Now you're thinking that phantom power could be causing you problems? If you are feeding a microphone preamp and the microphone and requires phantom power to power its internal electronics, then you need phantom power on your preamp or an outboard phantom power supply. Feeding a preamp from another preamp and you have phantom power on at the second preamp, that could cause problems if the preceding preamp. But there is no reason on this earth why you should be doing that if you don't know what you're doing to begin with? Of course not all preamps are created equally and each one sounds different from the next. That's no reason not to use the preamp in your interface. If you believe there is a significant difference in sound between your preamps, you're probably right. So what? Making a good recording has really very little to do with the preamp. How you adjust the preamp has a lot to do with how your recording sound. Overload seems to be the biggest problem amongst novices. This comes under the heading of " gain staging" and one must understand the ups and downs. This is also a perfect situation that begs for a simple dynamic microphone like the Shure SM57/58. You might find your recordings to sound more professional with the use of these cheaper microphones. There's a reason for that. They're excellent recording microphones and they don't OVERLOAD themselves or, generally a preamp. Condenser microphones have their own inherent problems and advantages if one knows how to properly utilize them. And of course, Link555 cites a funny concept and that is purchasing a cheap microphone and enhancing it by replacing all of its components. A lot of folks will mod microphones. I'm not really sure why? I've moded my Radio Shaft PZM's with completely simple inexpensive modifications. But these modifications were merely made to change a unbalanced 1/4 inch output to a 3 pin XLR. This was possible because the microphone internally was already wired for that. It was designed for the consumer market to plug into your living room cassette deck and not a professional console. That also restricted you to cable lengths of whatever was on the microphone. The simple modification only required a replacement of the connector and this modification allows for up to 1000 feet of microphone cabling! The other simple modification was to simply eliminate the AA 1 1/2 V battery in favor of a pair of 6 or 9 V batteries (that's 12 to 18 V instead of 1.5!). Then improved output level, headroom. And so those really aren't modifications. And so some folks might replace an internal Chinese transformer for a more quality built American, British, German, Danish transformer that might cost $100 all by itself. Sure, that will make any cheap microphone sound like it cost twice as much. So you're $50 microphone might sound like a $100 microphone if you purchase a $100 transformer for your $50 microphone. Does that make sense? I don't think so. I purchased a microphone for how it sounds to begin with. I used the higher priced Crown PZM microphones and was amazed to hear how close the Radio Shaft microphone came. It's the same capsule that Crown uses in their microphone that costs $300! But there's is hand selected, tested & calibrated, the Radio Shaft's are not hand selected tested nor calibrated. So the Apex is sort of like that. Some are decent and some aren't worth the use of the natural resources to produce. And even a $5 integrated circuit chip microphone preamp can make as nice a recording as a $500 or more, microphone preamp if you know how to utilize them properly. Otherwise its operator error all the way. So learning how to adjust microphone preamp trim is generally the most important aspect of utilizing a condenser microphone with a preamp. You can't use a microphone without a preamp so you better learn how to adjust your preamp properly. That's your only problem. Generally you can't hurt microphones with phantom power even if you're feeding your microphone on a passive split cable and are feeding at phantom power from 2 preamps. But that can cause issues. That's not what you're doing I hope? But phantom power only needs to be turned on for the microphone that you have plugged into that preamp. Now re-tweak your preamp and call us in the morning.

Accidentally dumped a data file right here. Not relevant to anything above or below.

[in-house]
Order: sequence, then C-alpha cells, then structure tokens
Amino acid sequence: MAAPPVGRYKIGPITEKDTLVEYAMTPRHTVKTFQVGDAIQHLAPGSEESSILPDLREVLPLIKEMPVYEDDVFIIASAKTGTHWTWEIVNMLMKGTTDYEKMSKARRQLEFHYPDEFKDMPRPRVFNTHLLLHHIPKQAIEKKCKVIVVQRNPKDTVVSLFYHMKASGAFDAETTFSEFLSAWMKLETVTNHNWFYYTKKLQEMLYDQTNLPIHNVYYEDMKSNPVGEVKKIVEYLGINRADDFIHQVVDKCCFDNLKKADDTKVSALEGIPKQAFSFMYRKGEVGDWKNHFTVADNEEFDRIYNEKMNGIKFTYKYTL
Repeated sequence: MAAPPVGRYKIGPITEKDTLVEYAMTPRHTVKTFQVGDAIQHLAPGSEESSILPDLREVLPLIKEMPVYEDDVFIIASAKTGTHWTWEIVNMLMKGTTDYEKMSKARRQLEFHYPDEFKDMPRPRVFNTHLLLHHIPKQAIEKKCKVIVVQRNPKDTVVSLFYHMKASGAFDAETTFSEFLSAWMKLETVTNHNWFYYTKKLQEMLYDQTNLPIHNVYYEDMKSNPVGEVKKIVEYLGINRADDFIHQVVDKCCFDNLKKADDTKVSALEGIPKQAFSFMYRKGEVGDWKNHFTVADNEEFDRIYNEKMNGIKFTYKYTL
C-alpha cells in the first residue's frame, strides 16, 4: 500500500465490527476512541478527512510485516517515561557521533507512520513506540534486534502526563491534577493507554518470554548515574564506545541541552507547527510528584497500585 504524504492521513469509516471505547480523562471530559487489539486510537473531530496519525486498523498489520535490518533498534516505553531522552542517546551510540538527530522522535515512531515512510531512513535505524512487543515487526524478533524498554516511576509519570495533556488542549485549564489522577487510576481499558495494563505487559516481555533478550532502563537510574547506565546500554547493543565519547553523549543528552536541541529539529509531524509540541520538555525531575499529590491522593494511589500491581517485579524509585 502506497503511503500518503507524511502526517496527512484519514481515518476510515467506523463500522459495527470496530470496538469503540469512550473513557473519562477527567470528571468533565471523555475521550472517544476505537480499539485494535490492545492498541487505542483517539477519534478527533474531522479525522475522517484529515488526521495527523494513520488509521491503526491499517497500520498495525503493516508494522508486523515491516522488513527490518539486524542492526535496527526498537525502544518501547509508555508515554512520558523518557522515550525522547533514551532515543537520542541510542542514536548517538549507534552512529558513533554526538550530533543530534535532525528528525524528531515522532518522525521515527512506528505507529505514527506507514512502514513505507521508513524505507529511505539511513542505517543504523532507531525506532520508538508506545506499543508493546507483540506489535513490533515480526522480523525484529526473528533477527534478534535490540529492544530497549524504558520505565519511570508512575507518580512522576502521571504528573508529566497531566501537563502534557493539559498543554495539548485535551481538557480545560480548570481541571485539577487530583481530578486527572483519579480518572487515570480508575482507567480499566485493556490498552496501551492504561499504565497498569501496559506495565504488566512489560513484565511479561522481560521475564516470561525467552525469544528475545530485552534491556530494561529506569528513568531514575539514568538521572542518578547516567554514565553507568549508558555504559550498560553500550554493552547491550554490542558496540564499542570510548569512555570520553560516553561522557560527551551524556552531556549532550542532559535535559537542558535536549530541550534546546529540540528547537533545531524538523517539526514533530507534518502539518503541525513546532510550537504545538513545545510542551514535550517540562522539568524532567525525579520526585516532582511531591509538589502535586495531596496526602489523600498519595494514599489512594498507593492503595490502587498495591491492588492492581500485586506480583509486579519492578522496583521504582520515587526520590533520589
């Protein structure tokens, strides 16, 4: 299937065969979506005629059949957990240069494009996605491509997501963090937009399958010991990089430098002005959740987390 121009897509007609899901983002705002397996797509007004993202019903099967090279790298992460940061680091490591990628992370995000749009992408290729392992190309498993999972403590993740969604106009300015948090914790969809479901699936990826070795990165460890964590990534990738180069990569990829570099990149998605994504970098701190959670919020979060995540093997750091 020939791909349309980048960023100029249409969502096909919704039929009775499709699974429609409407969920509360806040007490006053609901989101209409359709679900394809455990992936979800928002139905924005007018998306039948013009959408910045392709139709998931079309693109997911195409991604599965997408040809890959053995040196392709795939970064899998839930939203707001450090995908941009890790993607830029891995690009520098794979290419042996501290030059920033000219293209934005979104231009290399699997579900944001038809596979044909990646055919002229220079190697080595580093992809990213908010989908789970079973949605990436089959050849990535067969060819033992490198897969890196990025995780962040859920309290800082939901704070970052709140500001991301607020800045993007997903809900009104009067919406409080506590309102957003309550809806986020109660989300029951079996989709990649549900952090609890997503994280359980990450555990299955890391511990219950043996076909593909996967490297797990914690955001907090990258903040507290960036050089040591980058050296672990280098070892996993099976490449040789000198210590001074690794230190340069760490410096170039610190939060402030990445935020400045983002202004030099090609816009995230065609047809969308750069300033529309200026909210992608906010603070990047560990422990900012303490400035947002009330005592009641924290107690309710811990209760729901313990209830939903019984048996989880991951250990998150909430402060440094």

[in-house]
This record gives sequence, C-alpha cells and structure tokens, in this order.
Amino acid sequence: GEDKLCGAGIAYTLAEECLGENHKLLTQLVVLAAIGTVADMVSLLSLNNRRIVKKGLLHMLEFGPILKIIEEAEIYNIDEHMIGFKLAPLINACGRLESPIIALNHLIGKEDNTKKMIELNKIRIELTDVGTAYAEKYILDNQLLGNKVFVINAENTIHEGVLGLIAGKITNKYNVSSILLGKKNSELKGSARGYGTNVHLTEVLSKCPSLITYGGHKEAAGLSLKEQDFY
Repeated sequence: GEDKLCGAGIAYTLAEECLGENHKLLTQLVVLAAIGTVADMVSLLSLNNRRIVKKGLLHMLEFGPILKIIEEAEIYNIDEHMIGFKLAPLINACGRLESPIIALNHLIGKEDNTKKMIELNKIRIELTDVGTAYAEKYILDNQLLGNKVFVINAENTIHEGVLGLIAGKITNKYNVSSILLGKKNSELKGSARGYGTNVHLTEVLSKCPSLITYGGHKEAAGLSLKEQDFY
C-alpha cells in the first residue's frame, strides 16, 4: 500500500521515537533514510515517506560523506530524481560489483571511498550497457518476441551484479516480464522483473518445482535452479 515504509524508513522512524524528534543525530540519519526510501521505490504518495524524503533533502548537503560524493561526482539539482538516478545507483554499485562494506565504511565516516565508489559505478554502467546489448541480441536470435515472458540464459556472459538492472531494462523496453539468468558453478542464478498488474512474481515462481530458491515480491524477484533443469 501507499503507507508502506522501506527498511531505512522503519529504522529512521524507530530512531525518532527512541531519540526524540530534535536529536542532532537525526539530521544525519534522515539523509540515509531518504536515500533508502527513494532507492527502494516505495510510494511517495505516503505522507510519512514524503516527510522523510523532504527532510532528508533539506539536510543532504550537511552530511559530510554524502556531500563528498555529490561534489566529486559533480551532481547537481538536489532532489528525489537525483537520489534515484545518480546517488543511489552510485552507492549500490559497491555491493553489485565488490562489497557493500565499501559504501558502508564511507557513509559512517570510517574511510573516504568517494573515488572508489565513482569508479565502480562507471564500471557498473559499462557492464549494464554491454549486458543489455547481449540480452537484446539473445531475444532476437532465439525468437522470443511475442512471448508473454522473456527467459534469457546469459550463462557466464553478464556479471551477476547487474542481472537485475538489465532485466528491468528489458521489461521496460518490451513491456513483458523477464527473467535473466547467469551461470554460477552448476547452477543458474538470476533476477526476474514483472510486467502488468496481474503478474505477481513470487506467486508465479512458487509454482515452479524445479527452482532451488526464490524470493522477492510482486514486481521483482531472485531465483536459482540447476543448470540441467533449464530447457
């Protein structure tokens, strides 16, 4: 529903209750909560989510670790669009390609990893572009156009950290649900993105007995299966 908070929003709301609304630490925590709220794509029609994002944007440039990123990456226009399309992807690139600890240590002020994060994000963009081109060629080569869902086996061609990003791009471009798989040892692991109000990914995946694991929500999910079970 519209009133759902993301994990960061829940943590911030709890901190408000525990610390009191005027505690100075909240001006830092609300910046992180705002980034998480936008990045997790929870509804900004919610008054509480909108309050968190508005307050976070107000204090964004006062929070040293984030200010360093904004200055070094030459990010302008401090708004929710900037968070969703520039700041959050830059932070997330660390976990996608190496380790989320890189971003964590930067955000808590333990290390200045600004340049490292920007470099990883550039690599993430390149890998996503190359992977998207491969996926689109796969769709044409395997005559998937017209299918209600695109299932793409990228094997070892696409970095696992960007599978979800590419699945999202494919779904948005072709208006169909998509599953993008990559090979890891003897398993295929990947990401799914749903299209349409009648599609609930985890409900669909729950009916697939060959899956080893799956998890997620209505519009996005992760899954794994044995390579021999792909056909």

I really don't mean to be too stern so please don't take it that way. I'm just trying to make a point here. Proper gain adjustment.